We certainly don’t want to make the mistake of glamorizing poverty or really making any kind of judgment, good or bad, about the lives of folks we hardly understand because we don’t know them. Still, I’m reminded of what Dr. King said about the reason why people fear and even hate each other:
“I think that one of the tragedies of our whole struggle is that the South is still trying to live in monologue, rather than dialogue, and I am convinced that men hate each other because they fear each other. They fear each other because they don’t know each other and they don’t know each other because they don’t communicate with each other, and they don’t communicate with each other because they are separated from each other.”
― Dr. Martin Luther King, Jr. in remarks delivered to Cornell College in Mt. Vernon, Iowa in 1962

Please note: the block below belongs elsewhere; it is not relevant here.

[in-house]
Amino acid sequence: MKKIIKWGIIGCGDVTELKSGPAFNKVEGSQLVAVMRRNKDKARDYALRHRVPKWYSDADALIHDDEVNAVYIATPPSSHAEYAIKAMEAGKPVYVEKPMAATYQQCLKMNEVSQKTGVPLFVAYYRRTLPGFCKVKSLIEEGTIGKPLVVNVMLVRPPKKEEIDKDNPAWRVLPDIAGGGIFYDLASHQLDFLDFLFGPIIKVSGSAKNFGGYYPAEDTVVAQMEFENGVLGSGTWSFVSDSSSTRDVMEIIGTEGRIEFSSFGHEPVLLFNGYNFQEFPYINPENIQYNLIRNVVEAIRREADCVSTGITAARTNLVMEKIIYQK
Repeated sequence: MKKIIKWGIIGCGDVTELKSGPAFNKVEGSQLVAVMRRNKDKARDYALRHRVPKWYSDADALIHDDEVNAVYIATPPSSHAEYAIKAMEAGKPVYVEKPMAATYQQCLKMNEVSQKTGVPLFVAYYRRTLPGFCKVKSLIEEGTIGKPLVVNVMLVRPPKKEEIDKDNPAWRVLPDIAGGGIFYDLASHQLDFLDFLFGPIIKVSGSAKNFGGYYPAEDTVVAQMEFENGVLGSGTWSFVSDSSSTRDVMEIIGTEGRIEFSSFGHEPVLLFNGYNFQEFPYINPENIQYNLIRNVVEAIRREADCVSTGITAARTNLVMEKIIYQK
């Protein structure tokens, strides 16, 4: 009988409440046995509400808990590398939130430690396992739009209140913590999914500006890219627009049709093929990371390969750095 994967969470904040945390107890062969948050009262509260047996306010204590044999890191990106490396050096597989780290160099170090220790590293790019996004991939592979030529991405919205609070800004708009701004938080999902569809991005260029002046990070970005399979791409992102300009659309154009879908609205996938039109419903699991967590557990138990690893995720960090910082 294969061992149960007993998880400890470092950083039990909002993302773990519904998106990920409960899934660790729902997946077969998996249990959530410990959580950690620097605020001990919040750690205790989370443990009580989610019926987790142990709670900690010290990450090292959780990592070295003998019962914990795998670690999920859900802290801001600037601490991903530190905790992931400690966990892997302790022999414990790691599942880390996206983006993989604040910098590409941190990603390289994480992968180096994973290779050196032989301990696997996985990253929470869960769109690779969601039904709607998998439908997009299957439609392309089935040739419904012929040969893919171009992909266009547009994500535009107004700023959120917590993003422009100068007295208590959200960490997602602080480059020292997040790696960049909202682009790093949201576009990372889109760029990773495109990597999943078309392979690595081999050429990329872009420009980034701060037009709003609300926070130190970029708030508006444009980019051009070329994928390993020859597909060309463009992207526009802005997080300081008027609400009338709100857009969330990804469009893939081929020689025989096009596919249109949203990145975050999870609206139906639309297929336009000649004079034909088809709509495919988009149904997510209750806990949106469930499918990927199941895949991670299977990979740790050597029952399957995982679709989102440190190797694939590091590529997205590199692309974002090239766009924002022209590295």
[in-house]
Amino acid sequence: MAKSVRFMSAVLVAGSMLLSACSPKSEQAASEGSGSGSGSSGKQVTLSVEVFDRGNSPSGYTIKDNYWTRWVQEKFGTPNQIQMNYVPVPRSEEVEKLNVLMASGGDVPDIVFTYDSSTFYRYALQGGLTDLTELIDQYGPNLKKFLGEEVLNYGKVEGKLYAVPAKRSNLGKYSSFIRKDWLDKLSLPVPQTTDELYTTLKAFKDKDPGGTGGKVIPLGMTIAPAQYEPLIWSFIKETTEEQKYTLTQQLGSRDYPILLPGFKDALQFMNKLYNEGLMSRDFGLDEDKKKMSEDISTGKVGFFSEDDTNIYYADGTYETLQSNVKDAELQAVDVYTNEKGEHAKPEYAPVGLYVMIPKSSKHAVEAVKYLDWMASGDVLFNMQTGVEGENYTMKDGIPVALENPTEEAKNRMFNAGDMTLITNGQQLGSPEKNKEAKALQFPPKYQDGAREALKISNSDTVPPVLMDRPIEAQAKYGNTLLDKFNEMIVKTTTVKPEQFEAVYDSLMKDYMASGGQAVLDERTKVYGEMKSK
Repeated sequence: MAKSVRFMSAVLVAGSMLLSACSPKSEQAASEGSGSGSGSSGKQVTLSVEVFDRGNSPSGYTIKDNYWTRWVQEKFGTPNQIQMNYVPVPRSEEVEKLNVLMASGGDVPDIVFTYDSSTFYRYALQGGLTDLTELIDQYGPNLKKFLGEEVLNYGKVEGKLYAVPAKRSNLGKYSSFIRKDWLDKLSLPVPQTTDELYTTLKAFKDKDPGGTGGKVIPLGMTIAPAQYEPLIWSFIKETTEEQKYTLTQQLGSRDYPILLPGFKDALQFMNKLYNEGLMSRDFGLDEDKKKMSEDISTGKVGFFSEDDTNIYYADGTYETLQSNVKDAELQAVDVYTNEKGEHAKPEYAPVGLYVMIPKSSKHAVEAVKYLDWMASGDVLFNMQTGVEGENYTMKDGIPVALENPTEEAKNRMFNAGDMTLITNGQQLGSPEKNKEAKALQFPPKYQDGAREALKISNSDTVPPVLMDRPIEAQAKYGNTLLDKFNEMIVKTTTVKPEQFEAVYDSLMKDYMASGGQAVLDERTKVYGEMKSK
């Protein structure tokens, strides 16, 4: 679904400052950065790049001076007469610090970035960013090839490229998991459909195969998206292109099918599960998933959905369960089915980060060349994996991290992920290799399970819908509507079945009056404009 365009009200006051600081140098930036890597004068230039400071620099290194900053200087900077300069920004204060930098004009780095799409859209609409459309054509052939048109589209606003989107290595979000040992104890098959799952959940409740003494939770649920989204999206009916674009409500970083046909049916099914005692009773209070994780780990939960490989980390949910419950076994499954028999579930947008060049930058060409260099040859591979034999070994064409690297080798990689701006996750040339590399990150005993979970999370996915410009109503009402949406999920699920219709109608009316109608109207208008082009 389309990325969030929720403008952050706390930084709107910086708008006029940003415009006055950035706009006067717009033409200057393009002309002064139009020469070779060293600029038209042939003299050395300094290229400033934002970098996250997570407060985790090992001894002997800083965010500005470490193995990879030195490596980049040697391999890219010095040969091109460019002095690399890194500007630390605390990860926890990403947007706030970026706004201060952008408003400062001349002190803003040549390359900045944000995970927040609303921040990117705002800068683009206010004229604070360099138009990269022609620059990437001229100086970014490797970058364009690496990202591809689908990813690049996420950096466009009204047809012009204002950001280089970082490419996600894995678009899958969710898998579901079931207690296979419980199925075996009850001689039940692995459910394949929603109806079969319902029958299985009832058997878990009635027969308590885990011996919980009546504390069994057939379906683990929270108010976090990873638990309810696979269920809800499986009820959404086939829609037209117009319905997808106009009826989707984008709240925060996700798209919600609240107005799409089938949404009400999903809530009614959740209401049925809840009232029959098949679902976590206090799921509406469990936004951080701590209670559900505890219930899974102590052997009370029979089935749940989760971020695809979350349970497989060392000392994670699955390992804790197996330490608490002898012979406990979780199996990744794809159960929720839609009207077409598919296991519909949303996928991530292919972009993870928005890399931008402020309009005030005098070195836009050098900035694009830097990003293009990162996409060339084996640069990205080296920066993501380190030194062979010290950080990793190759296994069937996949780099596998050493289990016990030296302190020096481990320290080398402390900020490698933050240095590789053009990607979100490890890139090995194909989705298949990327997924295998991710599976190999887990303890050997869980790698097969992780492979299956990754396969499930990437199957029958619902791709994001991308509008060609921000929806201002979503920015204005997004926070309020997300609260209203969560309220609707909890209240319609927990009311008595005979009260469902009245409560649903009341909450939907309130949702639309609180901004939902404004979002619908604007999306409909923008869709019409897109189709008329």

We just can’t live separate any more, and so this chance to not only move to Philly and be immersed in Circle again but to live in a neighborhood and therefore in a way that much more closely aligns with the values we aspire to, seems like an opportunity not to be missed.
We keep trying to miss it, though, mostly out of fear. Moving across the country means selling our house, for starters. What if it doesn’t sell at a financially viable price, and in a timely manner? What about our jobs? We both do good, meaningful work for the most part. We both can work from home, and so we have great hope that our employers will allow us to work from home from Philly, but obviously there’s no guarantee. And of course there’s the kids and getting them set up in new schools in a new state in now much less than a year, during a pandemic. Speaking of the pandemic, what about COVID? I currently check a lot of boxes for being at high risk for a bad reaction to it, and I’ll be honest, it makes me anxious. Our oldest son, a former micro-preemie born with lung damage (who is otherwise doing great at the age of 16 now, though) may be at high risk for a bad response to COVID too. What about all the exposure risk involved in selling our house, packing, and moving across the country? Will this move have been worth it if one of us dies after we get there? Obviously, of course not.